Mandy Jui-Man Wu, Hanover College, USA

This paper describes the mixture of burial goods from the Northern Zhou tomb of Emperor Wu and explores what these goods tell us about martial culture and manifestations of power as displayed in imperial tombs during the Northern Zhou. The Northern Zhou was ruled by Xianbei, a non-Han pastoral people, who created a dual governmental model that combined their own pastoral military structure with the established Chinese bureaucratic system. To this end, they proclaimed the Great Zhou as their dynastic title and claimed to revive the ancient Zhou government system, while integrating their native tribal military organization into the new government. In this centralized military system, the Northern Zhou elite enjoyed the highest social status while also standing at the top of the political hierarchy. According to the Book of Zhou (Zhoushu), the burials of the Northern Zhou elite were modest, in accordance with burial edicts enacted by Northern Zhou Emperors Ming and Wu. Evidence in Emperor Wu’s tomb challenges this statement. In the tombs of the non-Han Xianbei rulers of Northern Zhou were collections of entombed jade bi discs, symbols of Heaven based on the written text in the Zhouli, used as a claim of descent from the ancient Zhou. At the same time, these Xianbei conquerors consciously chose steppe-style objects and burial practices as a way to display their military authority, which had been played down in the official documents.

Military Culture in the Southern Dynasties
Mark Ed Lewis, Stanford University, USA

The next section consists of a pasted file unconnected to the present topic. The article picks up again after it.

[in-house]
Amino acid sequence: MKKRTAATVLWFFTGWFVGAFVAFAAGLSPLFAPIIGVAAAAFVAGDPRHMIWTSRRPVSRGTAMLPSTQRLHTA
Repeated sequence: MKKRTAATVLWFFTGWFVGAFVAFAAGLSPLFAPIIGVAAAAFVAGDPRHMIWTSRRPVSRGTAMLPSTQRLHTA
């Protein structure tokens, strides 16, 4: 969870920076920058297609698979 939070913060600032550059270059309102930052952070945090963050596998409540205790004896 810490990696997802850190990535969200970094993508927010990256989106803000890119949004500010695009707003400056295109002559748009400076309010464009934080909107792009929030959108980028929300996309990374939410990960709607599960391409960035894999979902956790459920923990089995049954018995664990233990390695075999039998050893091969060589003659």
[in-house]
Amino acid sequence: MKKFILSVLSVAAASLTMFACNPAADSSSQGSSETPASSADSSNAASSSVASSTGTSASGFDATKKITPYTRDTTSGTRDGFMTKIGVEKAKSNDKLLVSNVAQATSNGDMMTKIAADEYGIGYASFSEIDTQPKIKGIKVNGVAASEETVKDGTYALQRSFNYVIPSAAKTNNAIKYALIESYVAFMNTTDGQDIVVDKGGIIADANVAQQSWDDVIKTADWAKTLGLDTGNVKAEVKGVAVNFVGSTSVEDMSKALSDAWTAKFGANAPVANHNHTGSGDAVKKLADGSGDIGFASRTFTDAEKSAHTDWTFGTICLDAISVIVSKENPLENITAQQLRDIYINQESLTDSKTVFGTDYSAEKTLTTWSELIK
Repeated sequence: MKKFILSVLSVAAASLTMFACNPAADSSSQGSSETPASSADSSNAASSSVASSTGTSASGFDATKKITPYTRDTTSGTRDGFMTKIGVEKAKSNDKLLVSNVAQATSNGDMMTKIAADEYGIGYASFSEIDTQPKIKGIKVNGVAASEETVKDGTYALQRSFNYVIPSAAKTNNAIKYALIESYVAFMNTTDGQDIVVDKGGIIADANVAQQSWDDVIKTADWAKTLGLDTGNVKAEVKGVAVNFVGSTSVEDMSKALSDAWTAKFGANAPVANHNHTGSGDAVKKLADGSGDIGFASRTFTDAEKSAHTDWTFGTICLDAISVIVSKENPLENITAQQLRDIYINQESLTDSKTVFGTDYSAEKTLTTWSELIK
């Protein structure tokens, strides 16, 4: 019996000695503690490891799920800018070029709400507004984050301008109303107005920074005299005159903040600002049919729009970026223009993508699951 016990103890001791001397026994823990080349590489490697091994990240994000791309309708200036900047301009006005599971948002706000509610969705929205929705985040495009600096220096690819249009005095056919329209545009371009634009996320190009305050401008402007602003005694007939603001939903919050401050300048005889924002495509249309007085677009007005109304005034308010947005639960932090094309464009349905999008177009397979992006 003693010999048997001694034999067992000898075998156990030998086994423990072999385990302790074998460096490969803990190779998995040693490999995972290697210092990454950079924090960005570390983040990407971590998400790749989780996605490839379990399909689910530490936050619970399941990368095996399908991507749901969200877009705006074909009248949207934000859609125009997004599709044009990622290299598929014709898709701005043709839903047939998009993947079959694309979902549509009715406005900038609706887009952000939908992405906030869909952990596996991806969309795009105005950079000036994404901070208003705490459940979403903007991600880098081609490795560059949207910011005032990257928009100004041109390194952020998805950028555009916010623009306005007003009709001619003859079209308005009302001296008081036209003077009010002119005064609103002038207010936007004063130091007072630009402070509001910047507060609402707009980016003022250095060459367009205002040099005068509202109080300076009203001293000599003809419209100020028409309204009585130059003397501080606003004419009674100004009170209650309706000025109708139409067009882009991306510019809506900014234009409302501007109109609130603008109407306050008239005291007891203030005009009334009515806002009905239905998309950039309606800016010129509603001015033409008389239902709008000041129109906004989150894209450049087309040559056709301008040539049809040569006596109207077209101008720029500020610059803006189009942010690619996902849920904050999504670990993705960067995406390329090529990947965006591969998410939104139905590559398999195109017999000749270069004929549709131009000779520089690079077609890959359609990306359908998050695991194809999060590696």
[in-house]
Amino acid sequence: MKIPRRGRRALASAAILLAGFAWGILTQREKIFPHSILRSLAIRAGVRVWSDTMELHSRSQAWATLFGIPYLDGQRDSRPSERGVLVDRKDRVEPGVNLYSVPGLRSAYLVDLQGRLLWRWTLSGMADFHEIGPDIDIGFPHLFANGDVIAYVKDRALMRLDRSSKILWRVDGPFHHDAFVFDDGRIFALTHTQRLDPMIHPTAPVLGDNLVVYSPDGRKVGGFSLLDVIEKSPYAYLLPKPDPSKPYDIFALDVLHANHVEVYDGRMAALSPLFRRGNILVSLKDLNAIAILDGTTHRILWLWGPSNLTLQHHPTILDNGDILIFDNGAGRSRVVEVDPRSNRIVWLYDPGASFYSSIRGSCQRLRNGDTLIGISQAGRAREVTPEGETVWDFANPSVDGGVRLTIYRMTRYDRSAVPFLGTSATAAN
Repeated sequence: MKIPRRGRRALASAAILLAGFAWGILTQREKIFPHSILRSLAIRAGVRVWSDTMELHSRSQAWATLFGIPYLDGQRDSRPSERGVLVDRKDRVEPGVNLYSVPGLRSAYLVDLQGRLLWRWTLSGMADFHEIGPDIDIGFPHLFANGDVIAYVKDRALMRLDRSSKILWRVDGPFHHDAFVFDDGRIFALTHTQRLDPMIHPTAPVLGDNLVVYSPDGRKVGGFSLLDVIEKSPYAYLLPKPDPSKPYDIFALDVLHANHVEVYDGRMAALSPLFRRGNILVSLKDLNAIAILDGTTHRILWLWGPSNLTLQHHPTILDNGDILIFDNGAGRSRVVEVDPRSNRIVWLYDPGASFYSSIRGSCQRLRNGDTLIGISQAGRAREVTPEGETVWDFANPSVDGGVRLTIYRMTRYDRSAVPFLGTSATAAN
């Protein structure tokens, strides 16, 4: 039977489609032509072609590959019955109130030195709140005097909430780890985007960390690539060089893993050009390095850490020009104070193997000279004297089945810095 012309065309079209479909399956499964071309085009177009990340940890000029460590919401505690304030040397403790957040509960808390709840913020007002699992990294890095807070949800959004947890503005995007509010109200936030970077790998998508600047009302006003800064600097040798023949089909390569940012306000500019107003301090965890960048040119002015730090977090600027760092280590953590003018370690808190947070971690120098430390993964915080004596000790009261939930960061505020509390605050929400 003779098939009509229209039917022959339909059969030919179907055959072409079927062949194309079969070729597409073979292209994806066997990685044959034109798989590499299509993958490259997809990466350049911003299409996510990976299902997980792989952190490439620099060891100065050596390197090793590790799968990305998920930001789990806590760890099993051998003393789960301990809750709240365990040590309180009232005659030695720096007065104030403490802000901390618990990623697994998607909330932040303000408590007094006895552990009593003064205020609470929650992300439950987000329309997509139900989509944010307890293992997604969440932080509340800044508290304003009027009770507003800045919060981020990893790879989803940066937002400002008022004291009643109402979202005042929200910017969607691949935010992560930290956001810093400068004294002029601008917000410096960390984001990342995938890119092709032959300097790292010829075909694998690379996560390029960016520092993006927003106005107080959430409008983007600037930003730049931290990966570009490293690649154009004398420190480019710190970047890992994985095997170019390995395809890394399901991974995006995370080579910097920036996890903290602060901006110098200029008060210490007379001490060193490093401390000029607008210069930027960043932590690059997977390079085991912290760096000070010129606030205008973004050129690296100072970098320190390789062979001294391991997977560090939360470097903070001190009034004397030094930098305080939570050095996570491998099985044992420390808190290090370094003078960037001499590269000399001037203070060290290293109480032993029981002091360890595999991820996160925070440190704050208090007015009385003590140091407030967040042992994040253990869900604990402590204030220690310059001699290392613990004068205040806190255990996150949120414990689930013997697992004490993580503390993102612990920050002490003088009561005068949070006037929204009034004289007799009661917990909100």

The Southern Dynasties are generally identified as culturally sophisticated regimes dominated by an elite that cultivated the refined arts, in contrast to northern neighbors dominated by military men of steppe background. This talk will elaborate how in fact southern society and politics were dominated by military men, and how the military values of these men fundamentally shaped southern culture. I will examine three aspects of this phenomenon. First, I will look at what scholarship has revealed about the fundamental importance of local military garrisons, and of the populations who provided the manpower for the southern armies. Second, I will examine the military origins of all the dynastic houses in this period, and show how their attempts to maintain power led these rulers to play a permanent, substantial role in commanding armed forces, even while also attempting to adopt some of the refined cultural forms that defined the old “great families”. Finally, I will examine how major works of literature in the fifth century gave a central place to military action, even while not explicitly acknowledging the importance of this theme. After sketching these diverse ways in which military lifestyles and armed power were crucial between 400 and 600, I will conclude with a brief reflection on the reasons for the longstanding distortion of actual nature of power in the Southern Dynasties, and how these provide a precedent for the repeated distortion of subsequent Chinese history involved in the willful ignorance of military affairs.